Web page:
1. Nalley, Catlin

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A recent study found that Hispanic patients with certain blood cancers who live along the U.S./Mexico border in El Paso, Texas, had lower overall survival than those living in other parts of the state, according to data presented at the AACR Virtual Annual Meeting II, held June 22-24 (Abstract 4343).

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"The Hispanic population represents the largest and fastest growing minority group in the U.S., representing 18 percent of the total population," noted Alfonso Bencomo-Alvarez, PhD, a postdoctoral research associate in the laboratory of Anna Eiring, PhD, at Texas Tech University Health Sciences Center El Paso, during a press briefing prior to the conference. "Hispanics in the U.S. tend to live in the southern part of the country, with the majority residing in California, Texas, and Florida.


"Cancer is the leading cause of death among Hispanics in the United States," he explained. "Furthermore, Hispanics are more likely to be diagnosed with acute myeloid leukemia (AML) and acute lymphoblastic leukemia (ALL) at younger ages and typically have worse overall survival than non-Hispanic white patients."


Recognizing the need for a better understanding of disparities in blood cancer incidence and survival among Hispanics in Texas and at the U.S./Mexico border, Bencomo-Alvarez and colleagues sought to fill this knowledge gap.


"In contrast to the Hispanic population across the U.S., which is heterogeneous and includes Hispanics from various countries, the majority of Hispanics in Texas and at the border are Mexican," he noted, in a statement. "Therefore, studying Hispanics in this region gives us the opportunity to study a largely Mexican population as a way to better understand the disparities in this group."


Study Methodology

The researchers retrospectively reviewed data from the Texas Cancer Registry for hematologic malignancies diagnosed in the state of Texas between 1995 and 2016, focusing on chronic and acute leukemia's (both myeloid and lymphoid), myelodysplastic syndrome (MDS), and myeloproliferative neoplasms.


Of these patients, 10,822 identified as Hispanic and 42,756 identified as non-Hispanic white. Due to low incidence in the analyzed regions, data from other races were excluded.


Survival for Hispanic and non-Hispanic whites was compared using the log-rank test and Cox regression analyses adjusting for age and diagnosis, according to the study authors. T-tests and generalized linear models were used to evaluate differences in age at diagnosis.


Key Findings

Researchers found that the age of diagnosis was significantly lower among Hispanic patients compared to non-Hispanic white patients for all blood cancers included in the analysis.


Notably, in unadjusted analyses, data showed that Hispanic patients with myeloid malignancies had better overall survival than non-Hispanic white patients, according to the study authors. There were no significant differences for patients with other types of leukemia.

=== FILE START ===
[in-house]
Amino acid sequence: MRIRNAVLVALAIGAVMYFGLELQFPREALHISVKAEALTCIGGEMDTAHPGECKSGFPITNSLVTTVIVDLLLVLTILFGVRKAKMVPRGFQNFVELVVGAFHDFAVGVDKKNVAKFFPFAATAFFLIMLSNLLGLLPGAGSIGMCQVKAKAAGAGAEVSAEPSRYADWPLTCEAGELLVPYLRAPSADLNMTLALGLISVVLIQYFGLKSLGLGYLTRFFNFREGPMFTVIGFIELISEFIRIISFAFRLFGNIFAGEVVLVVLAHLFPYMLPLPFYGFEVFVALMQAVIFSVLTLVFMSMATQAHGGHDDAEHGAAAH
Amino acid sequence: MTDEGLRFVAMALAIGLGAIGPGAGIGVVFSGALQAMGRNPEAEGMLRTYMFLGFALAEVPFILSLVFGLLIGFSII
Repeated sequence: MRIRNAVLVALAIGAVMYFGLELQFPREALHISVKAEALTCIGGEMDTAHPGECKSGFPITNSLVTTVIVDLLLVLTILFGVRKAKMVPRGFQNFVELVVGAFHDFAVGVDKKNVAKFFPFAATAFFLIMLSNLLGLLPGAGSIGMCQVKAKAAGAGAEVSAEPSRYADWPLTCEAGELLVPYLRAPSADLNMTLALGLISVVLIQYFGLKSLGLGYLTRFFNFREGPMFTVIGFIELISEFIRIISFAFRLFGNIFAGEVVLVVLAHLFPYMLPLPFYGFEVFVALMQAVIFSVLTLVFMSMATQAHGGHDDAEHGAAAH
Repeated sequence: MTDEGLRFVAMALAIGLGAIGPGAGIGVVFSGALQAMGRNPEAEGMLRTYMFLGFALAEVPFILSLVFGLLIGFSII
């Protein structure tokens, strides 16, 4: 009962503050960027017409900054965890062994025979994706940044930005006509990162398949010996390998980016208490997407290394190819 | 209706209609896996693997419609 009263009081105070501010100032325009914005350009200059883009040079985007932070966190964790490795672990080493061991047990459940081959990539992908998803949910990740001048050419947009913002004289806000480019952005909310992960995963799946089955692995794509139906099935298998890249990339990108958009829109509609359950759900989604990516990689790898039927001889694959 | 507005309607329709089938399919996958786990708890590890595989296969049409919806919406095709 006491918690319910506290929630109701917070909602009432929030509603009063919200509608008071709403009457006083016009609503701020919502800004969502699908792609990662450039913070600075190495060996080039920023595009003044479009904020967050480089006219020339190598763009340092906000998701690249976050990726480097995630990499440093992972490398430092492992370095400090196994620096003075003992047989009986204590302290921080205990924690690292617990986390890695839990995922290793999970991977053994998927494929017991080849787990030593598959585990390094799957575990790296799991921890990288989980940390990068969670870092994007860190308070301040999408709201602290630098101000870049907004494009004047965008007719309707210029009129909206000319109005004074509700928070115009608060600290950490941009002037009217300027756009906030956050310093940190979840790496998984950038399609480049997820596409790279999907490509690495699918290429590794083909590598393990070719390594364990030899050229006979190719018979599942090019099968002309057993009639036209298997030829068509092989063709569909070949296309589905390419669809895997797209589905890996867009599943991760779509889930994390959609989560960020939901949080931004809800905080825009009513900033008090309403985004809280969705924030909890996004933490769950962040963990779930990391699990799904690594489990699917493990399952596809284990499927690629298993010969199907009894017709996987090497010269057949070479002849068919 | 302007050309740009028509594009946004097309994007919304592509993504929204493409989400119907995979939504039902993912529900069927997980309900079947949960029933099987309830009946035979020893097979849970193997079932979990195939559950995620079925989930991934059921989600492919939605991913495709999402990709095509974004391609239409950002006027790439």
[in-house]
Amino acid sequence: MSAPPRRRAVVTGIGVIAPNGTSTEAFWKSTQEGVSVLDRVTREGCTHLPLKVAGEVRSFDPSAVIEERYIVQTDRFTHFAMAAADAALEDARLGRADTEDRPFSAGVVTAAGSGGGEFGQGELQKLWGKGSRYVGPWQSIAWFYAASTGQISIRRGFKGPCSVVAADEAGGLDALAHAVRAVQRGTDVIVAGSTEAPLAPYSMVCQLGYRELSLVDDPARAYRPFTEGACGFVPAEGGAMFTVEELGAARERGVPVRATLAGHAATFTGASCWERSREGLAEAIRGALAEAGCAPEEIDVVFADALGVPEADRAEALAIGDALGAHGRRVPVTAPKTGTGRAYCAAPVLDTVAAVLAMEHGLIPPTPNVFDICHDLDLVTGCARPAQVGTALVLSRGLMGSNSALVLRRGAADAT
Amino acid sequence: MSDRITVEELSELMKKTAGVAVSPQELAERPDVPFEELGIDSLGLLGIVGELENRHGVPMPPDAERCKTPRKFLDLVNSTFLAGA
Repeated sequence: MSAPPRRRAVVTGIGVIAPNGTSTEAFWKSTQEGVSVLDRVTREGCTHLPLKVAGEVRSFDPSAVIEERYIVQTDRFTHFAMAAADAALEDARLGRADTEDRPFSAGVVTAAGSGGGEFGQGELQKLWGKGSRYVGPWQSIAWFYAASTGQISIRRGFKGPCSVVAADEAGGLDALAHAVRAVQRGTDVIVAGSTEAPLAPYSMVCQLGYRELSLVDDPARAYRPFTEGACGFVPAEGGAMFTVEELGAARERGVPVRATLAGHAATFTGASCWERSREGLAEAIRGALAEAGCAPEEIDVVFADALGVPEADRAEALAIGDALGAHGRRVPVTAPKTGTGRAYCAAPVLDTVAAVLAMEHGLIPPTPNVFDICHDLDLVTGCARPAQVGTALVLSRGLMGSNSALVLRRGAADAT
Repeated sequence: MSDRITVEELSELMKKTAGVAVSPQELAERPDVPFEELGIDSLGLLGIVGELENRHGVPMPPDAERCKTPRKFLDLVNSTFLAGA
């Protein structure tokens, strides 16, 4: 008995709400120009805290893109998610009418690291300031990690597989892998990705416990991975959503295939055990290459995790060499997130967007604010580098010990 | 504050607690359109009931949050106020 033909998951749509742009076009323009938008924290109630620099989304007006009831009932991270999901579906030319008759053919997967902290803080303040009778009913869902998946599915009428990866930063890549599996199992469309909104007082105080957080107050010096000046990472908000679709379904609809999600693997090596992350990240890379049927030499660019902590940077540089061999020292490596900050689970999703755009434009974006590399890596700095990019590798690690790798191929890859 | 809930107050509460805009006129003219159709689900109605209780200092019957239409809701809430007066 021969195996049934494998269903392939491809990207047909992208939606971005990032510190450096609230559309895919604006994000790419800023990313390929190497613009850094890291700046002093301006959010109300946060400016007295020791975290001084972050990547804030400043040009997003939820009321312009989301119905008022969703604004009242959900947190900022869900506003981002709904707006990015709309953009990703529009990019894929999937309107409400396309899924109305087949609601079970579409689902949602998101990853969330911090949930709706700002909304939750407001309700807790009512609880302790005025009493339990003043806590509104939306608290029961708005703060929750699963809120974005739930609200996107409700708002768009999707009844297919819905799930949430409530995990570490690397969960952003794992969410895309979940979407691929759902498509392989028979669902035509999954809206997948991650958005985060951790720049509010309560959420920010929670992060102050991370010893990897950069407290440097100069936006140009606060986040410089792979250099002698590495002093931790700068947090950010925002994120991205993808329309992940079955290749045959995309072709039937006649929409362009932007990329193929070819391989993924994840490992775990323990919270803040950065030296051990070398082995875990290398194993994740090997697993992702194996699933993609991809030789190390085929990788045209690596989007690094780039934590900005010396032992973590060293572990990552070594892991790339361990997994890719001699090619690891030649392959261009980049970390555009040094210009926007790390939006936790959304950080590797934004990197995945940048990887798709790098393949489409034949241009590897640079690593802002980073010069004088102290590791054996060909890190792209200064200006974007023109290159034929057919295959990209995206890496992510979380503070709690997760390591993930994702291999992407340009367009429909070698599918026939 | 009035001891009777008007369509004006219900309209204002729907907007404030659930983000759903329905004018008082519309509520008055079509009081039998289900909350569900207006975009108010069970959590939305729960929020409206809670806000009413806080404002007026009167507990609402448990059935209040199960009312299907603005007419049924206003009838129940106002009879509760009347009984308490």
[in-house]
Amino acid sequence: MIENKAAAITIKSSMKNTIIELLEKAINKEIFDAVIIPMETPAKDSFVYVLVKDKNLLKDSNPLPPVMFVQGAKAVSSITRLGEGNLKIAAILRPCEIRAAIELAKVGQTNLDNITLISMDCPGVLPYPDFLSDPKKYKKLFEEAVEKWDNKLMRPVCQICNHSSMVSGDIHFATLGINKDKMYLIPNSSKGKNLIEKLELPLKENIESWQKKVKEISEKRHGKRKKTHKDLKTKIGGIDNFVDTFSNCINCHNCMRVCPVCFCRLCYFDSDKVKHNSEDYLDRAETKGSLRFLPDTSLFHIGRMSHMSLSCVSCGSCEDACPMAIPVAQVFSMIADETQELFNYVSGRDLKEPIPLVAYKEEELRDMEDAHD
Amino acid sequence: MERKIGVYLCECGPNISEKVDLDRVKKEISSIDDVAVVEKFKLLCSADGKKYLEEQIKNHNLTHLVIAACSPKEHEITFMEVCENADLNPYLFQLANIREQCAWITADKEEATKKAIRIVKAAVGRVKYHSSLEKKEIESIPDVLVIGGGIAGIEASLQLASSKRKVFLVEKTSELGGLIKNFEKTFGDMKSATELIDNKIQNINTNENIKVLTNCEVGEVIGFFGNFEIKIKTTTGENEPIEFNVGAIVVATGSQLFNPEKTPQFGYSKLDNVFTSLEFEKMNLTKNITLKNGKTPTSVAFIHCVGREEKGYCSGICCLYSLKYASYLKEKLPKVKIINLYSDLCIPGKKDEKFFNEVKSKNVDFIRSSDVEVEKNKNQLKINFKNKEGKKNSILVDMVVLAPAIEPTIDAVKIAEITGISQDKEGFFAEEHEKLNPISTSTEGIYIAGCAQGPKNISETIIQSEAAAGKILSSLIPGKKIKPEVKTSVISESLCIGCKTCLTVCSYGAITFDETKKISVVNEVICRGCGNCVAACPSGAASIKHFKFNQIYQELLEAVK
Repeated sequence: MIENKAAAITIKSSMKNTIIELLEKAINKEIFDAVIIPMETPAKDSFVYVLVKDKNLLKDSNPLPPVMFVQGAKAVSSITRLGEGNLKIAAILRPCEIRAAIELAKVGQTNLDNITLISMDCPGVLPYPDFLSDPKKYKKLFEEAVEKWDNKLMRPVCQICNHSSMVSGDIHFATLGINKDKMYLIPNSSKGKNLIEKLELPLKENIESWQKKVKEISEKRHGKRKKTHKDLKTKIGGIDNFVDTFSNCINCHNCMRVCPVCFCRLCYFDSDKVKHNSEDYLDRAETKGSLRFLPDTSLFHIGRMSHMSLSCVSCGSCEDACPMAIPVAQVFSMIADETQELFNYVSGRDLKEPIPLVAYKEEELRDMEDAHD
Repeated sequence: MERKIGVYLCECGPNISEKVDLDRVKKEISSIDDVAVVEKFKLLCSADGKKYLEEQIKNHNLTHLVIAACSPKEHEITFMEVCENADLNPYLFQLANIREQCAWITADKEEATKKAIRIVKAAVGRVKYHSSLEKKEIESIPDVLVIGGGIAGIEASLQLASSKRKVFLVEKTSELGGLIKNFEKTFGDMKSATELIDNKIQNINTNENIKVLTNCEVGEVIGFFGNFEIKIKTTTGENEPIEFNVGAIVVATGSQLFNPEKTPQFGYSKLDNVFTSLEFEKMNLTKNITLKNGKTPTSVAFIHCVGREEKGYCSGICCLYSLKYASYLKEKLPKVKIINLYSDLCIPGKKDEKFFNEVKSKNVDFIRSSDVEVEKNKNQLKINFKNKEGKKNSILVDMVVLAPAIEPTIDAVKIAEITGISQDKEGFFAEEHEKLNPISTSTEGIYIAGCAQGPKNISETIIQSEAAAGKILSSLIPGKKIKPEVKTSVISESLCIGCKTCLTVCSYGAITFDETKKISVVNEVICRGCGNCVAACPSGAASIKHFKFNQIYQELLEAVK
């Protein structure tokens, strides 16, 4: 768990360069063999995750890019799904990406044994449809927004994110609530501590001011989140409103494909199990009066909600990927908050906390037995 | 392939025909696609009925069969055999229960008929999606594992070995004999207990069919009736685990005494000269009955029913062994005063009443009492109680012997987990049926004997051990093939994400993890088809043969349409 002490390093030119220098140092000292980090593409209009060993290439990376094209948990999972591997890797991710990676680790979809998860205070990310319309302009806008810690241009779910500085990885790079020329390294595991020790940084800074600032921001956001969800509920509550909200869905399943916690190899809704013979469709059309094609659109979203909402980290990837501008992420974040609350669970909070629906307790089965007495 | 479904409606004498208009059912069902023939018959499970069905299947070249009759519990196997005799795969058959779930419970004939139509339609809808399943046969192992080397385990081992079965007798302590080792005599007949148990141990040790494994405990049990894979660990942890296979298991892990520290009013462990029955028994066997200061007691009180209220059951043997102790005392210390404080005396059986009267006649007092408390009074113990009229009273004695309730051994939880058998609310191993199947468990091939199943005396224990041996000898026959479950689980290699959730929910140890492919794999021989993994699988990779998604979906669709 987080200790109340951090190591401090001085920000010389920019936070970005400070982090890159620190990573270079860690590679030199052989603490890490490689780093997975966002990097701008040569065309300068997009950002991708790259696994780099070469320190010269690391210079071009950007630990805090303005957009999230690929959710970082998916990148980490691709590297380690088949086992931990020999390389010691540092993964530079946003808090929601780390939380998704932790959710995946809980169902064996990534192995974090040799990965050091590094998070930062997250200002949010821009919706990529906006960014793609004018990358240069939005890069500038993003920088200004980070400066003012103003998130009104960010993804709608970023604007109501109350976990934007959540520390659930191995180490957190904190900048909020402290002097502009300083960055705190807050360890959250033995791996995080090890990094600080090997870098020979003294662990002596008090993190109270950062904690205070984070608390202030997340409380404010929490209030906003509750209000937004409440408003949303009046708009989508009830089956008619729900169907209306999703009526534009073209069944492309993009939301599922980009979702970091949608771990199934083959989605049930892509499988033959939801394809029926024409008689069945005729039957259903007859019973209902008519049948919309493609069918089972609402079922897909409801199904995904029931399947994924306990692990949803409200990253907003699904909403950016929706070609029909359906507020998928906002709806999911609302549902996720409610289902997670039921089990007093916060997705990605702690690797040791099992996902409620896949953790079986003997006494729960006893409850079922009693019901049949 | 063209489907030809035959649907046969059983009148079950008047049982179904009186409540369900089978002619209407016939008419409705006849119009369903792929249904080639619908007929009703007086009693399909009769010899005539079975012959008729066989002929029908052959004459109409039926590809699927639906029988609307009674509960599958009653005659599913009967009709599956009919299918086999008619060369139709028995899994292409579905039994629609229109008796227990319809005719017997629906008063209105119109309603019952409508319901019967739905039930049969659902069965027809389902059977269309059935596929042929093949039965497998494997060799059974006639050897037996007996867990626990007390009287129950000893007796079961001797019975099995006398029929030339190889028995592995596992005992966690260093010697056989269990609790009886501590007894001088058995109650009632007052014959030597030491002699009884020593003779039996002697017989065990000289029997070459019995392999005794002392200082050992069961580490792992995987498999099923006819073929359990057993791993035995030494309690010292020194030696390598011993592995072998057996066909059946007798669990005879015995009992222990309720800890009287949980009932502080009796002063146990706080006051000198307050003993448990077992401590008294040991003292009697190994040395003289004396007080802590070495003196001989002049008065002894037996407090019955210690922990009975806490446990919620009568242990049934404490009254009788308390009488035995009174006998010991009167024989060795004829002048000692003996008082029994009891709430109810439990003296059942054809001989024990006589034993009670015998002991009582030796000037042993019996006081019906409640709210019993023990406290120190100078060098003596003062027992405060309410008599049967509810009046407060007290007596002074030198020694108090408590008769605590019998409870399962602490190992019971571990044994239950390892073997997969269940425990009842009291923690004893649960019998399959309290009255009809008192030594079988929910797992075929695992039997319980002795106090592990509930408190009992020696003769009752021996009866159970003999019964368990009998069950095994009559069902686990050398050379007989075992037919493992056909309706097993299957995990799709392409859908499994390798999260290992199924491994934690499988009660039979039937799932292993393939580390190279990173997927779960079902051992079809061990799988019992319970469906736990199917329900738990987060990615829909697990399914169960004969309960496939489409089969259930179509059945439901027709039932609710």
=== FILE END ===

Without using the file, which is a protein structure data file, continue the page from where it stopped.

However, Bencomo-Alvarez reported that, after adjusting for age, Hispanic patients with the ALL and acute promyelocytic leukemia (APL) had significantly worse overall survival rates. The 10-year survival rate for ALL patients between the ages of 18 and 49 was 28 percent among Hispanics compared to 39 percent for non-Hispanic whites, according to the study authors.


For APL patients in the same age range, 69 percent of Hispanics survived 10 years post-diagnosis versus 76 percent of non-Hispanic whites. The data showed no significant differences for other types of blood cancer.


To gain further insight on how living at the U.S./Mexico border could potentially impact survival, the researchers compared 10-year survival rates of 1,160 Hispanic patients residing in El Paso to that of 9,662 Hispanic patients living in other areas of Texas.


They observed 10-year survival rates were significantly lower for patients with ALL, AML, or chronic myeloid leukemia (CML) who lived in El Paso than for those who lived in other parts of the state (ALL: 28% vs. 31%; AML: 13% vs. 22%; CML: 43% vs. 57%).


"Living at the border correlated with worse prognosis for ALL, AML, CML, and MDS patients," said Bencomo-Alvarez. "As suspected, a worse prognosis in Hispanics correlated with lower socioeconomic status and increased numbers of comorbidities."


"Interestingly, both Hispanic and non-Hispanic patients with ALL have a worse outcome in the border region compared to the rest of Texas," he continued. "However, in acute and chronic myeloid leukemias, only Hispanic patients living near the border have a worse overall survival compared with the rest of Texas."


Ongoing work from Bencomo-Alvarez and colleagues seeks to identify potential biological factors that could impact the risk of blood cancers among Hispanics. "The ultimate goal is to improve prevention and treatment," he outlined in a press release.


Researchers acknowledged limitations of the study include that incidence and survival data about Hispanics living at the border was limited to those living in El Paso and surrounding areas, as well as the small sample size of some of subgroups.


"Hispanics are diagnosed at a significantly younger age compared to non-Hispanics," noted Bencomo-Alvarez. "Hispanic patients with ALL or APL have a worse overall survival compared with non-Hispanic whites. Hispanics with ALL, AML, CML, or MDS diagnosed near the U.S./Mexico border demonstrate worse overall survival compared with Hispanics diagnosed elsewhere in Texas.


"In general, Hispanics had more comorbidities, a general lack of health insurance, and worse socioeconomic status compared with non-Hispanics," he concluded. "Disparities in outcome caused by ethnicity is different in El Paso compared with the rest of Texas."


Catlin Nalley is a contributing writer.